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My Father: Known and Unknown

In many ways, my father was a mystery to me. A lot of what he did and accomplished, I had no
idea of at the time. We talked very little – he wasn’t stern or withdrawn. He was just quiet. You
knew how he felt, by simply being in his presence.


My father grew up in Chicago’s Jewish ghetto, at a time of fairly virulent anti-semitism. His parents
were Russian immigrants who felt blessed at having the opportunity to live in a place where their
very survival was not a daily worry. My grandfather said little about anything. We used to joke that
he had a 50 word limit per visit. My grandmother was obsessed with her grandchildren, and with
everyone’s health. Her damage from growing up with persecution and brutality left her with an
enormous battle with anticipatory loss. There was no way to convince her that those she so dearly
loved would not be taken away and destroyed or develop illnesses that would surely kill them.
The expression of feelings did not play any direct role in my father’s life. Feelings were a luxury
that could be ill-afforded when survival was the dominate goal of life. So he learned, early in life,
to keep his feelings under wraps, and hope that those he cared for, would know the depths of his
feelings by a kind of unspoken emotional transfer.


Unlike the experience of his parents, his battles were very existential. He was an all-state
basketball player in high school (when pro basketball was in its infancy) but Jews were not seen as
potential recruits. He was one of the first Jews to be admitted to the dental school at Loyola
University (a courageous move on the school’s part) but experienced harassment and abuse on an
almost daily basis. To put himself thru school, he pulled a rickshaw at the Chicago’s World Fair, and
had a number of less than elegant jobs.


When he finished dental school he found no one who would rent him space to set up his first
office. He finally found a fellow who rented him space, above a pool hall. (I became quite a pool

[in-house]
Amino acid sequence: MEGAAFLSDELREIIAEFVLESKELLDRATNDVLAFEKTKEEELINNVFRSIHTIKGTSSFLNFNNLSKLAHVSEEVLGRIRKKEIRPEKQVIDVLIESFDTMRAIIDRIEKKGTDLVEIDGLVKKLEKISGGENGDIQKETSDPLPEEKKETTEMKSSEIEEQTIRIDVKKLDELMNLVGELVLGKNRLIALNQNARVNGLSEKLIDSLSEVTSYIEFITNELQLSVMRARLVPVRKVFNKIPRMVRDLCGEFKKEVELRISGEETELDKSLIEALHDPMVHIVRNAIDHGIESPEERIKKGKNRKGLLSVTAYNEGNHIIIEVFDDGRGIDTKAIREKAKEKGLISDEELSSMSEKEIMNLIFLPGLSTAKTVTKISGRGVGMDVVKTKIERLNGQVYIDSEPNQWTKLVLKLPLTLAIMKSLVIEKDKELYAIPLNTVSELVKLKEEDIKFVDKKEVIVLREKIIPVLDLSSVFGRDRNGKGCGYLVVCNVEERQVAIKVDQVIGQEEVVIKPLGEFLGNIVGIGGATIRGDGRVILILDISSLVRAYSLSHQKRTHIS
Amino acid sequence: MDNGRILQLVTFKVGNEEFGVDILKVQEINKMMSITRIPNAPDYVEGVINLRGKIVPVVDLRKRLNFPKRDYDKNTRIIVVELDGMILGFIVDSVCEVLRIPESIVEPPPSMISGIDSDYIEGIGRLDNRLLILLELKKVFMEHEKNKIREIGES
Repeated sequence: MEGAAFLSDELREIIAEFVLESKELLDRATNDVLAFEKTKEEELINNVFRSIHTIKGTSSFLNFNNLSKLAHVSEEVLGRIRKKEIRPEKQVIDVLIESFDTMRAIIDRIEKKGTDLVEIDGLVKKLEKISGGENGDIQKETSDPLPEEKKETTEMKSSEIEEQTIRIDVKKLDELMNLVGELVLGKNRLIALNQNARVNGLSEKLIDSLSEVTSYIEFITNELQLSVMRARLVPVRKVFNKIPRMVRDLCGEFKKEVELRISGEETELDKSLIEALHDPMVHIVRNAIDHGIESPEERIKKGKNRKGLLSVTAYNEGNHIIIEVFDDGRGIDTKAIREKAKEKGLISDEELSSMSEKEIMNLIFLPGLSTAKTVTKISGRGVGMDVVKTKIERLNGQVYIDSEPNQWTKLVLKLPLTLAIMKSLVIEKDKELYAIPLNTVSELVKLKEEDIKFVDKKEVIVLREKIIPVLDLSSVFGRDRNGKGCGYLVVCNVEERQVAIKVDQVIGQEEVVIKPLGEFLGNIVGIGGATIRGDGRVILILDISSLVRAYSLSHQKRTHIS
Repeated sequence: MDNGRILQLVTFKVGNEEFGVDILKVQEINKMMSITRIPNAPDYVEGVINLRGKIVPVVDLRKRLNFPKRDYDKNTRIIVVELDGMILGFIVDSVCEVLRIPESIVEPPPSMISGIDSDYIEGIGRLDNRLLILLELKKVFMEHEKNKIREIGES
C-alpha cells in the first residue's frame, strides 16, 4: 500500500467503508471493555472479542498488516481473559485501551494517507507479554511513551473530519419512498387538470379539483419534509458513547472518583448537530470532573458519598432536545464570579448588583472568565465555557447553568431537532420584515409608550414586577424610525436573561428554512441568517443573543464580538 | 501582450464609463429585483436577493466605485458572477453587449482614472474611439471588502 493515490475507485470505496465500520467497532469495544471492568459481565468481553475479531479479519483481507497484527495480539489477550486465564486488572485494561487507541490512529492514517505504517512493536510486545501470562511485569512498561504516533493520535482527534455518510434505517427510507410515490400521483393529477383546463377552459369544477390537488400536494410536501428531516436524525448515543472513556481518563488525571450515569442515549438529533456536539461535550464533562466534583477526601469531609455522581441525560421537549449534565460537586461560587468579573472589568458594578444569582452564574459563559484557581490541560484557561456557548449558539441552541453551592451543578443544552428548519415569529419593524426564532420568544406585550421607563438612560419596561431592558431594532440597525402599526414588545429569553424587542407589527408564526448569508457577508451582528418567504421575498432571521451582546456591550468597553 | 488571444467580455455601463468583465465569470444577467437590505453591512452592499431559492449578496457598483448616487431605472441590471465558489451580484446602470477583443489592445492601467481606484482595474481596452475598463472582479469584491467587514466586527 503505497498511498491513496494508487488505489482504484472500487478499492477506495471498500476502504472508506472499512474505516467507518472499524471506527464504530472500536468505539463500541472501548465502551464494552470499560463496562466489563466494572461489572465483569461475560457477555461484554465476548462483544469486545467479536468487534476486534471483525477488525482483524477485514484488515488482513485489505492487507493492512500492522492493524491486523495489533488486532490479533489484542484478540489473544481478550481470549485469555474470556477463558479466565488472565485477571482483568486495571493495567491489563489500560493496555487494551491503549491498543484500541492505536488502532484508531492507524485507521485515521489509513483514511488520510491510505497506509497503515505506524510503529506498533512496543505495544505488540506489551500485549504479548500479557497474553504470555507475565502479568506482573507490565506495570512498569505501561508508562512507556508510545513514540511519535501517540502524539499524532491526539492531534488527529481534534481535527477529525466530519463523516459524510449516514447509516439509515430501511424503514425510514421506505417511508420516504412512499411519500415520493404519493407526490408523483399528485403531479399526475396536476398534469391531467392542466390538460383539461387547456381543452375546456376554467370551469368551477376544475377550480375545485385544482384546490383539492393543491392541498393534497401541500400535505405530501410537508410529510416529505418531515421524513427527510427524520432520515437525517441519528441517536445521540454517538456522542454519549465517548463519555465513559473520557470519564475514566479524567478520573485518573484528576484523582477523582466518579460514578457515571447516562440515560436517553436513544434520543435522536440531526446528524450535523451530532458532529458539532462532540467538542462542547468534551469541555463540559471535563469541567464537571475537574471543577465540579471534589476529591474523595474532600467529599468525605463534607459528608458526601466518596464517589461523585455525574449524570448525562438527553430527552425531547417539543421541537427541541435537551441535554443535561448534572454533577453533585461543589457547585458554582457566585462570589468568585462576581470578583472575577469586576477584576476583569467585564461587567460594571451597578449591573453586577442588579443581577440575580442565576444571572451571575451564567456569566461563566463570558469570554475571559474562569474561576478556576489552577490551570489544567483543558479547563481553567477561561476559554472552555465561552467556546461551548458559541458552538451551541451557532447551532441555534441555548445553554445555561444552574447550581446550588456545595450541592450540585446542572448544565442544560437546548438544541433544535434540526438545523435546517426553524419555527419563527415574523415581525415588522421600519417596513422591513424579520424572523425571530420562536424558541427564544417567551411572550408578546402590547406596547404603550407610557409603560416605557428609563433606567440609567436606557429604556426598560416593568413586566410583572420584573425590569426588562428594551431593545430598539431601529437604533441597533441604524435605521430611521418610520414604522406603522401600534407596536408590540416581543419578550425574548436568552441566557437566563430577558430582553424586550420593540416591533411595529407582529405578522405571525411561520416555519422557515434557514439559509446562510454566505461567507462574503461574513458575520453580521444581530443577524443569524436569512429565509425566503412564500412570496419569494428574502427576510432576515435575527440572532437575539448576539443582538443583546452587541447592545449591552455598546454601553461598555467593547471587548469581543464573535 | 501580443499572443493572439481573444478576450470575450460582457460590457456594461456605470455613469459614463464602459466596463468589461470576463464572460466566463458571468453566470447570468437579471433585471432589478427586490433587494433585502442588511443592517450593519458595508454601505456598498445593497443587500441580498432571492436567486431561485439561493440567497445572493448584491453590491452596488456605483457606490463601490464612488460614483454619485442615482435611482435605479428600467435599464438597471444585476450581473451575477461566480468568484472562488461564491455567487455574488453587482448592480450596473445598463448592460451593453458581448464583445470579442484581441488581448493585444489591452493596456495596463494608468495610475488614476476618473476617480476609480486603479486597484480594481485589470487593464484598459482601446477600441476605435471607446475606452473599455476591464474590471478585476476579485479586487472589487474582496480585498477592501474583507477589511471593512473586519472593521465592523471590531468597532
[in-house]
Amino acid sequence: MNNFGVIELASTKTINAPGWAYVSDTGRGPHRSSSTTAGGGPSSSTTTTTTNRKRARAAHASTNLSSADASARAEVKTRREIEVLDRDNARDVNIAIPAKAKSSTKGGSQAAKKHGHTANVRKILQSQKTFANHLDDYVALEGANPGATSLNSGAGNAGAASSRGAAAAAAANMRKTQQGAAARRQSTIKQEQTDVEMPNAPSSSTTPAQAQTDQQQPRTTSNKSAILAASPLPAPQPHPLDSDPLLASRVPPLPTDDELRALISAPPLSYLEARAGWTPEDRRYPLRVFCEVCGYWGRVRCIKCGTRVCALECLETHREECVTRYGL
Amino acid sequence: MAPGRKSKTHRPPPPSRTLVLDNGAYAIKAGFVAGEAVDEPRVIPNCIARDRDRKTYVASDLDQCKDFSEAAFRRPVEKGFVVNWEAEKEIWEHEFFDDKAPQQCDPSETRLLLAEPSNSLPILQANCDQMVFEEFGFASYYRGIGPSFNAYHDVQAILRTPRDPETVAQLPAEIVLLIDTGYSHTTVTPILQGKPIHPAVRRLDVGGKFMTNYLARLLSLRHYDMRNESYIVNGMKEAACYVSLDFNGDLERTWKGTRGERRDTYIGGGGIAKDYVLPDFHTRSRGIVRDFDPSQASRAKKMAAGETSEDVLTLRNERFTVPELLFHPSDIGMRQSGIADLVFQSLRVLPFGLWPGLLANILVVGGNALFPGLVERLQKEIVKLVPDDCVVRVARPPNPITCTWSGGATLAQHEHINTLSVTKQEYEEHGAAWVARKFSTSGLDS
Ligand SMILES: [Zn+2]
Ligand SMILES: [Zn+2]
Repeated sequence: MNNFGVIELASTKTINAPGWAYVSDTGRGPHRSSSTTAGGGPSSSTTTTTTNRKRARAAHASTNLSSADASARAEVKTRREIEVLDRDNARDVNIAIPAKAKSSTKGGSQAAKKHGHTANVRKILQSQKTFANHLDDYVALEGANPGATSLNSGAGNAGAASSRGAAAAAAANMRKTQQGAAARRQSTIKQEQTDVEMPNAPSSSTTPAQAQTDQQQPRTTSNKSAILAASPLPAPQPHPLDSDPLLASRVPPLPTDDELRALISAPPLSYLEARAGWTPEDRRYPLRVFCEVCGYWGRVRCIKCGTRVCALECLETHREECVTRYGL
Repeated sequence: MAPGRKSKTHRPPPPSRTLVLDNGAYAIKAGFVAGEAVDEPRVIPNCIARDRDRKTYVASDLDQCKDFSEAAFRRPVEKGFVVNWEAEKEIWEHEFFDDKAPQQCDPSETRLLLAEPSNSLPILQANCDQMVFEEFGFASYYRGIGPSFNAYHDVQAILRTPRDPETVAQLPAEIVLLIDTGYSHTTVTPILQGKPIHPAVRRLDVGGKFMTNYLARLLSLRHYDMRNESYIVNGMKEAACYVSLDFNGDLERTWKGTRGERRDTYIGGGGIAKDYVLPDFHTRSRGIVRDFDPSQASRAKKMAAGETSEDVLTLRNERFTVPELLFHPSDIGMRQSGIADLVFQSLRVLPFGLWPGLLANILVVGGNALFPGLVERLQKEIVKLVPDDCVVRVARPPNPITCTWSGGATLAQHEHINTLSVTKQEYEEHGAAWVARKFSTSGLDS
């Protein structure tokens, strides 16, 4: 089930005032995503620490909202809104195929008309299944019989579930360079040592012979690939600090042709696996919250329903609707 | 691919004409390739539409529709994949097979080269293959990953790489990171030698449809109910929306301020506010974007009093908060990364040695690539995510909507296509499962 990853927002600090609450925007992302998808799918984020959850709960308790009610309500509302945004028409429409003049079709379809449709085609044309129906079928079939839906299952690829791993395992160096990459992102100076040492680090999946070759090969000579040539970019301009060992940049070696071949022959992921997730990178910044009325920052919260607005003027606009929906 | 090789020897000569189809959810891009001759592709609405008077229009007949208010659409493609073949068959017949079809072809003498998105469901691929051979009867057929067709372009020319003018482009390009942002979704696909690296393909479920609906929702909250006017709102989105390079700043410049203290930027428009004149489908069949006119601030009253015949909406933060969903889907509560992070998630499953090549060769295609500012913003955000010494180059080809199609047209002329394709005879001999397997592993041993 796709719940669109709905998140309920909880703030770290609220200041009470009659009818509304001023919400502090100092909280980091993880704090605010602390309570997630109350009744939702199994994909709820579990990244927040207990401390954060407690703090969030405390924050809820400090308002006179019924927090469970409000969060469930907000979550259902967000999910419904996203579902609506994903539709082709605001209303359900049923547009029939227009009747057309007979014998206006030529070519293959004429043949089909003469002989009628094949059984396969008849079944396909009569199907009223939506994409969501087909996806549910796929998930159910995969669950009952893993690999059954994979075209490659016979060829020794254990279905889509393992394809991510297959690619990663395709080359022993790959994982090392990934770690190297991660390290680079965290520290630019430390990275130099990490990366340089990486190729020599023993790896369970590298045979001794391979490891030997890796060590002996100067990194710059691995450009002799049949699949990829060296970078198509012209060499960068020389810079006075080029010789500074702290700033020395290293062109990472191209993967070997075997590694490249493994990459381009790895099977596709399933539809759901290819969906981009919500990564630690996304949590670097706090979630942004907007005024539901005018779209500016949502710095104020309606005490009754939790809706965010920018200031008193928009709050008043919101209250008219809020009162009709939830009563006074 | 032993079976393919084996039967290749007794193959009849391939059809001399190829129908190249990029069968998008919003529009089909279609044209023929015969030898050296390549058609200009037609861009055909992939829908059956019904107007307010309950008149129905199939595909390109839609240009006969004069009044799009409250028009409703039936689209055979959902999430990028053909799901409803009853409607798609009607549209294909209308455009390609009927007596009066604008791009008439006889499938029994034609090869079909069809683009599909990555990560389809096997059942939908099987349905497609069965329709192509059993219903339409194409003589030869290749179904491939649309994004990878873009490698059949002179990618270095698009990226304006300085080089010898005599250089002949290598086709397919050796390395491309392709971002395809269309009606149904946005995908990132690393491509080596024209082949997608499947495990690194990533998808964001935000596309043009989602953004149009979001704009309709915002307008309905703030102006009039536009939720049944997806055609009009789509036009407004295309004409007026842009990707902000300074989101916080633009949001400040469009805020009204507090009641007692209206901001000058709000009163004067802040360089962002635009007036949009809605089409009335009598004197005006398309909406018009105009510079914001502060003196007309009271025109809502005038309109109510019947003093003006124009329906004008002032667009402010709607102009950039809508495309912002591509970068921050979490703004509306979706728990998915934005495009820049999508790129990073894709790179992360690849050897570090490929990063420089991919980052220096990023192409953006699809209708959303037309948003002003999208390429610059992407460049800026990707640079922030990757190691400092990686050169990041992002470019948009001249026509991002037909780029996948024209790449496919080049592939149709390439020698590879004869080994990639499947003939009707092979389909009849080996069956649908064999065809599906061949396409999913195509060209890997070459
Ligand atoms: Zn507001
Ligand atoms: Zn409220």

shark, visiting him at his office.)


Because of his quietness and his low key demeanor, I never got lectures about values. I learned
what they were by paying attention to those facets of his life that were known by very few people.
Except for a small number of people, no one knew that every other month he would drive to one of
the poorest neighborhoods in the City and do dental work for people who had never seen a
dentist, and would never have the opportunity, were it not for my father. He was also an informal
scholarship office for a number of kids whose mothers cleaned our home. None of this was done
with any fanfare. If my father learned, primarily from my mother, that one of these kids was
accepted at a school, but had no way of affording it, he “took care of it.”


I learned three things from my father. First, I learned that if you wanted people to pay attention to
what you were telling them, say it calmly and directly. If you’re all bent out of shape, no one will
pay attention to the message. My father primarily taught me how to drive. On one of our outings,
in our neighborhood, he turned slightly toward me and said: “It’d be a good idea to get back on
the street.” I got the message, and didn’t have to endure a lecture about how stupid it was to be
driving across people’s lawns.


Second, I learned that if you really wanted something, you must be willing to work harder than
other people who want it. And of equal importance, you don’t get to whine about how hard you’re
working. If your whining, it’s not that important to you.


Lastly, I learned that making commitments to others is serious business. If you make the
commitment, not keeping it, is a no choice option. On many nights of my growing up, I would
hear the front door close at all hours of the night and early morning. I came to find out that those
middle of the night events were my father leaving to take care of one of his patients who was in
pain. He would go to their homes or meet them at his office. He never told a patient to wait to
the morning, take an aspirin, or go to the emergency room. He made the commitment, when he
started his practice, to take care of his patients; and to the best of my knowledge, he always kept
his word.


I haven’t thought about my father for a long time, and that makes me sad. He impacted my life
more than I could ever thank him for. I won’t wait this long again.


Morrie Shechtman

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